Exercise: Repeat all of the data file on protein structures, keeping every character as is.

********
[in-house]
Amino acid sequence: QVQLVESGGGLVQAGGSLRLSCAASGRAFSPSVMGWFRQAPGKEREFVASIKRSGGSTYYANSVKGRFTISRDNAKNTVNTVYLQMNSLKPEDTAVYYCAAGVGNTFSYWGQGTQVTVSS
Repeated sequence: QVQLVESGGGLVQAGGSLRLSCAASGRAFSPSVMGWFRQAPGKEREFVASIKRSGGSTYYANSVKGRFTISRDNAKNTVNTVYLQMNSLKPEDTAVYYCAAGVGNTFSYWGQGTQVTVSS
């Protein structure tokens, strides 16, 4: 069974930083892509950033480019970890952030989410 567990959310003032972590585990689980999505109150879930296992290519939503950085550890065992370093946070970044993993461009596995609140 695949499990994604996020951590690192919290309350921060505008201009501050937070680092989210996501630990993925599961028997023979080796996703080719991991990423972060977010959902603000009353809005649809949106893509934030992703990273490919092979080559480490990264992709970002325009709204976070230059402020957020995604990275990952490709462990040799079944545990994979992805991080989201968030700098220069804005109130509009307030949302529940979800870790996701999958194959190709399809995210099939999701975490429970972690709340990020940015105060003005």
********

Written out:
[in-house]
Amino acid sequence: QVQLVESGGGLVQAGGSLRLSCAASGRAFSPSVMGWFRQAPGKEREFVASIKRSGGSTYYANSVKGRFTISRDNAKNTVNTVYLQMNSLKPEDTAVYYCAAGVGNTFSYWGQGTQVTVSS
Repeated sequence: QVQLVESGGGLVQAGGSLRLSCAASGRAFSPSVMGWFRQAPGKEREFVASIKRSGGSTYYANSVKGRFTISRDNAKNTVNTVYLQMNSLKPEDTAVYYCAAGVGNTFSYWGQGTQVTVSS
């Protein structure tokens, strides 16, 4: 069974930083892509950033480019970890952030989410 567990959310003032972590585990689980999505109150879930296992290519939503950085550890065992370093946070970044993993461009596995609140 695949499990994604996020951590690192919290309350921060505008201009501050937070680092989210996501630990993925599961028997023979080796996703080719991991990423972060977010959902603000009353809005649809949106893509934030992703990273490919092979080559480490990264992709970002325009709204976070230059402020957020995604990275990952490709462990040799079944545990994979992805991080989201968030700098220069804005109130509009307030949302529940979800870790996701999958194959190709399809995210099939999701975490429970972690709340990020940015105060003005």